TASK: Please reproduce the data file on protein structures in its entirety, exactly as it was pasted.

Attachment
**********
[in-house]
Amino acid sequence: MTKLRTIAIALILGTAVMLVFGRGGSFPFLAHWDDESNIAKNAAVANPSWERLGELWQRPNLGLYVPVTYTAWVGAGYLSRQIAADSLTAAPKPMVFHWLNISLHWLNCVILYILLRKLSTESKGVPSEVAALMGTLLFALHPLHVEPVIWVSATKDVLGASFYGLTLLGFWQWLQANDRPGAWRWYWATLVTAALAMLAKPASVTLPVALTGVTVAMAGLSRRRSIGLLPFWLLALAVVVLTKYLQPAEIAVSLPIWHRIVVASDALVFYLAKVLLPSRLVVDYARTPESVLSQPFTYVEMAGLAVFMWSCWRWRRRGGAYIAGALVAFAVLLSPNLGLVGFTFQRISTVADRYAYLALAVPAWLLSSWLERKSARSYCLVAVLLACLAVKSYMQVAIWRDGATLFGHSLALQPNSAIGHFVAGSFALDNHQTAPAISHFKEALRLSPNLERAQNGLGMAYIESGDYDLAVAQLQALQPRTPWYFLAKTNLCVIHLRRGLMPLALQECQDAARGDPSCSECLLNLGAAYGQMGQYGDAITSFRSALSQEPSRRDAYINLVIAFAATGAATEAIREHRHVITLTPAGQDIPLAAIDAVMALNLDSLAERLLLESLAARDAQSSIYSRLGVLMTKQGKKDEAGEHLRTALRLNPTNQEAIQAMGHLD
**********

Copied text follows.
[in-house]
Amino acid sequence: MTKLRTIAIALILGTAVMLVFGRGGSFPFLAHWDDESNIAKNAAVANPSWERLGELWQRPNLGLYVPVTYTAWVGAGYLSRQIAADSLTAAPKPMVFHWLNISLHWLNCVILYILLRKLSTESKGVPSEVAALMGTLLFALHPLHVEPVIWVSATKDVLGASFYGLTLLGFWQWLQANDRPGAWRWYWATLVTAALAMLAKPASVTLPVALTGVTVAMAGLSRRRSIGLLPFWLLALAVVVLTKYLQPAEIAVSLPIWHRIVVASDALVFYLAKVLLPSRLVVDYARTPESVLSQPFTYVEMAGLAVFMWSCWRWRRRGGAYIAGALVAFAVLLSPNLGLVGFTFQRISTVADRYAYLALAVPAWLLSSWLERKSARSYCLVAVLLACLAVKSYMQVAIWRDGATLFGHSLALQPNSAIGHFVAGSFALDNHQTAPAISHFKEALRLSPNLERAQNGLGMAYIESGDYDLAVAQLQALQPRTPWYFLAKTNLCVIHLRRGLMPLALQECQDAARGDPSCSECLLNLGAAYGQMGQYGDAITSFRSALSQEPSRRDAYINLVIAFAATGAATEAIREHRHVITLTPAGQDIPLAAIDAVMALNLDSLAERLLLESLAARDAQSSIYSRLGVLMTKQGKKDEAGEHLRTALRLNPTNQEAIQAMGHLD